The holiday season approaches, and another quarter is in the books. The second quarter was a rough one for multifamily, as with the broader economy, but some positive signs emerged in the last few months. This month we take a closer look at Q3 performance and, as always, numbers will refer to conventional properties of at least 50 units.
Third Quarter Supply and Demand
The new construction pipeline was a force in the quarter, delivering more than 90,000 units. In the same period last year, only around 72,000 new units were delivered. Given the precipitous decline in multifamily demand through the first half of the year, the timing of this new supply had the potential to cause real disruption.
Fortunately, the seasonally strong third quarter managed to outpace demand from the same period last year – and by a solid margin. Net absorption in the quarter of more than 125,000 units compared quite favorably to net absorption of about 88,000 units in Q3 2019. So where was this resurgence in demand?
The first part of the answer is in the lower price tiers. ALN assigns conventional properties to one of four price tiers, A through D, based on the property’s average effective rent per square foot percentile in its market. In the third quarter, Class A net absorption was about half of that in Q3 2019. In Class B, quarterly demand was roughly on par with last year. In Class C properties, more than six times as many net units were absorbed in the third quarter than in that same period last year. In Class D properties, net absorption moved from a net loss of 500 units last year to a net gain of more than 17,000 rented units in the third quarter this year.
Another piece of the resurgent demand puzzle is that a dozen or more large markets significantly outperformed in the quarter compared to last year. Not all of them will be covered here, but a few stood out. In Atlanta, net absorption doubled that of Q3 2019 with a net gain of about 7,500 rented units. In Dallas – Fort Worth demand was about 40% higher than last year with more than 10,000 net absorbed units. That was the highest mark of any market. Lastly, an area that doesn’t typically get as much attention – Detroit. In the third quarter last year, Detroit suffered a net loss of about 500 rented units. This year, about 3,500 previously vacant units were leased.
It also should be mentioned that it’s likely pent-up demand from earlier in the year at the height of the pandemic and economic destabilization was partially realized in the third quarter. All told, average occupancy ticked up slightly, by less than 0.5%, to end September at 92%.
Third Quarter Average Effective Rent and Lease Concessions
At the national level then, and indeed at the market level for many areas of the country, the supply and demand balance in the third quarter was quite healthy. Certainly, healthier than in earlier portions of 2020. However, not all is yet well, as evidenced by anemic rent growth in a portion of the year in which rent growth is traditionally strong.
Average effective rent rose by 0.1% in the quarter nationally to end September at $1,363 per unit. To the extent there was rent growth, it came from lease-up properties. For properties that entered the quarter already stabilized, average effective rent growth declined by 0.1% after managing a 0.7% increase in the same period last year.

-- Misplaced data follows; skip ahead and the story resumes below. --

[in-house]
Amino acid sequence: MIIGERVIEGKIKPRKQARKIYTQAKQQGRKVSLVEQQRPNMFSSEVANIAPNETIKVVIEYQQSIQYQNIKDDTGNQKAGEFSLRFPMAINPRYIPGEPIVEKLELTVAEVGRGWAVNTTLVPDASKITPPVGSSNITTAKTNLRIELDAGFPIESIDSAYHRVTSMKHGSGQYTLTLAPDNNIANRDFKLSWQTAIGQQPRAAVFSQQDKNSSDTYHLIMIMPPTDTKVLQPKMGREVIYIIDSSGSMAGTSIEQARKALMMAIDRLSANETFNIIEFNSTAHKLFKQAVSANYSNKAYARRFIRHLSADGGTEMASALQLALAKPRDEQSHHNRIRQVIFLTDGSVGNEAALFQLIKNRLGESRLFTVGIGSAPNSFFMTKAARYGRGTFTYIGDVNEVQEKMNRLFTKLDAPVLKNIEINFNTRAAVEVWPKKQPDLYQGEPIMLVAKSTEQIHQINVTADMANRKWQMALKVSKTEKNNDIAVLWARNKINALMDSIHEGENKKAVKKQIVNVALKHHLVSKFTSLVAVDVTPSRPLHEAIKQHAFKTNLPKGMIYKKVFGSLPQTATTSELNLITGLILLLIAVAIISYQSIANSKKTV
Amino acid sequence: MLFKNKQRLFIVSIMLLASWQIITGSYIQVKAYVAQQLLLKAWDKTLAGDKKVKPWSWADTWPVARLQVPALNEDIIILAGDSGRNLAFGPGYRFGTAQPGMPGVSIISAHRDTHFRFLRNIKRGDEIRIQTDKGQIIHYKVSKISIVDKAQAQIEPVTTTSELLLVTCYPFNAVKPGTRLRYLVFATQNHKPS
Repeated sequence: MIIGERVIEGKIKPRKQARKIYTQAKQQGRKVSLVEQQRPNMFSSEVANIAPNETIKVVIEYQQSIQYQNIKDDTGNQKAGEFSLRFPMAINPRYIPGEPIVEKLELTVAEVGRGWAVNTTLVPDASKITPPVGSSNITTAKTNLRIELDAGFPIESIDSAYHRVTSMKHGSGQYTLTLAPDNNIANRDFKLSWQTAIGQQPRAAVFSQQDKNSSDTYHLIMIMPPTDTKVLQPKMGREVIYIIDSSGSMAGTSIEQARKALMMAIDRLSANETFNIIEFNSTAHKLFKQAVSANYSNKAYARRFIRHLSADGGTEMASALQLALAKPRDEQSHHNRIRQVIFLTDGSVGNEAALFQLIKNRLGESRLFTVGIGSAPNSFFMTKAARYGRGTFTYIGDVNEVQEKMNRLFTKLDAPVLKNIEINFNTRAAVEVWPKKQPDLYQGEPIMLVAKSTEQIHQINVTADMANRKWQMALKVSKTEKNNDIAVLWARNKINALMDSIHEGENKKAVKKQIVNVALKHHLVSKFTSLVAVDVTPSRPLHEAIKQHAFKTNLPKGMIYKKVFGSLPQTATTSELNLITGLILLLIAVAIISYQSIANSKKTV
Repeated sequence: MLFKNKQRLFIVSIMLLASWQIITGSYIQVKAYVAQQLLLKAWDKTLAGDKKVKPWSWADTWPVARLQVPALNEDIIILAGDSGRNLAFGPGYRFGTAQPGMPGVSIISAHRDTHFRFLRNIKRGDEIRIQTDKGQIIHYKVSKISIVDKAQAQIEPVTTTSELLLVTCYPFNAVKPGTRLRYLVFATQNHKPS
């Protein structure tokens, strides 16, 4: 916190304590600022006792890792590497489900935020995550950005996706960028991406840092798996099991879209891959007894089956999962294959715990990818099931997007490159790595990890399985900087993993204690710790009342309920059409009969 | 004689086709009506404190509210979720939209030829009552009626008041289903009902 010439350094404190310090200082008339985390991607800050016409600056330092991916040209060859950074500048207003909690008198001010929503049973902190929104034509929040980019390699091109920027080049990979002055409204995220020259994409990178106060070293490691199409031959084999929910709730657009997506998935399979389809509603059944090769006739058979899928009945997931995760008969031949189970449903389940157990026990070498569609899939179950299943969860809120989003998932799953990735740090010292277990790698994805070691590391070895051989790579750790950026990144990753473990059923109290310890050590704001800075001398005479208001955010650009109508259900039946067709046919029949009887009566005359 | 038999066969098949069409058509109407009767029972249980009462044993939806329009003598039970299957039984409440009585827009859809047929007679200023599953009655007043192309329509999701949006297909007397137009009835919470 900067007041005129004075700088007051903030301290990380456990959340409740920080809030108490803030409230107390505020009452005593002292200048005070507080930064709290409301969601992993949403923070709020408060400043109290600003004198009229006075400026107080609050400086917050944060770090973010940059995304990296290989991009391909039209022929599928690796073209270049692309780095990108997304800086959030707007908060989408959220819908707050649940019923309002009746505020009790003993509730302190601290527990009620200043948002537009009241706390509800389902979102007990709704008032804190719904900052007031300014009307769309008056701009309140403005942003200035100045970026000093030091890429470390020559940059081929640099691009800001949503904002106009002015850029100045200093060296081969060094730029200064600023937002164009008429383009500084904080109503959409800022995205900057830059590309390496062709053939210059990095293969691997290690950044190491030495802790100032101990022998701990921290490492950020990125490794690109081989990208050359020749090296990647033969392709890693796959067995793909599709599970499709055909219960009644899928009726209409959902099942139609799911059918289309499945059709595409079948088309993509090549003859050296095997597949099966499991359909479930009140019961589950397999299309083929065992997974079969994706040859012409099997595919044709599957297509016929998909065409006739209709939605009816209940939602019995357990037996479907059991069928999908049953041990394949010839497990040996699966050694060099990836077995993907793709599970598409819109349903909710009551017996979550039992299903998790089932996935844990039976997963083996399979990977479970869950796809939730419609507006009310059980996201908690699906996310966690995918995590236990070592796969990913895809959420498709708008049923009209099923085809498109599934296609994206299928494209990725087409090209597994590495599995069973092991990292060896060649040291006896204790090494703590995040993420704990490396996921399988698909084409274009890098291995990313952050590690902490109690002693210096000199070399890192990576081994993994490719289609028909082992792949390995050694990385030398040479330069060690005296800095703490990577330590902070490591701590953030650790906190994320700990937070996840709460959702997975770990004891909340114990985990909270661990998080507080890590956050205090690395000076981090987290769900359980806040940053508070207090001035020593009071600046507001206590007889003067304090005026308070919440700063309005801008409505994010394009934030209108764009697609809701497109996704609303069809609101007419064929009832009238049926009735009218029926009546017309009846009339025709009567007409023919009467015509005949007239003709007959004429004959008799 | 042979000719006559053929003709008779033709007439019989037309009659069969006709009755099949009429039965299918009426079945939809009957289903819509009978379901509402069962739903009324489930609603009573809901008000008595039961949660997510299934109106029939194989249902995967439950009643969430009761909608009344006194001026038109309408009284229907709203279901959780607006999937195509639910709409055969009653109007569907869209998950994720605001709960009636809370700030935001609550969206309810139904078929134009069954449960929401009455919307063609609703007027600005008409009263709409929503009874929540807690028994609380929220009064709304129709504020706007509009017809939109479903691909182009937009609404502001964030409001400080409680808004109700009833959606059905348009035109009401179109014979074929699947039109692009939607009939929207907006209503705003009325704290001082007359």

As with demand, the top two price tiers predictably struggled on the rent front and each declined by around 0.5%. Unlike with demand, however, the lower two price tiers did not outperform last year’s figures. Class C properties gained 0.3% in average effective rent and Class D properties declined by 0.1%. Given that non-stabilized properties were responsible for the small overall rent gain nationally, and also that Class A was hardest hit in rent growth, stabilized Class A properties were especially impacted.
One element that continues to act as a headwind for rent growth, even as demand reemerges, is rent concessions. After a 4% increase in the quarter, approximately 19% of conventional properties ended September offering a lease concession. At the end of Q3 2019 14% of properties were offering a discount.
Furthermore, it is not only the availability of concessions that continues to be elevated but the average discount value as well. After a 17% increase during the quarter, the average concession value was 7.5% off a 12-month lease. This average is calculated only from properties offering a discount and equates to one month off a 12-month lease. One other note is that more than a quarter of Class A properties finished September offering a lease concession with Class B right behind at 22%.
Net absorption through the first nine months of 2020 was only 70% of the total from 2019, and that is after a very strong third quarter. This puts into context just how rocky the first half of the year was for multifamily, but it is also a fantastic and welcome development in light of where the industry was just a few months ago.
More expensive properties continue to struggle to rebound toward previous levels of performance, making it clear residents remain especially price sensitive. This is also borne out by the fact that demand was very strong in Classes C and D, but operators chose to simply take the occupancy gains and didn’t, or couldn’t, press rents higher.
Concessions continue to increase in both availability and average value across price classes and among stabilized properties – not just lease-ups. Market conditions appear to have stabilized enough for now to allow a resurgence in demand and a buoying of occupancies, but not stabilized enough to begin generating notable rent growth and a draw down in concessions.
One other note is that the impact of eviction moratoriums on occupancies is difficult to precisely quantify at this time, but the number of occupied units is undoubtedly larger than the number of rent-generating units.
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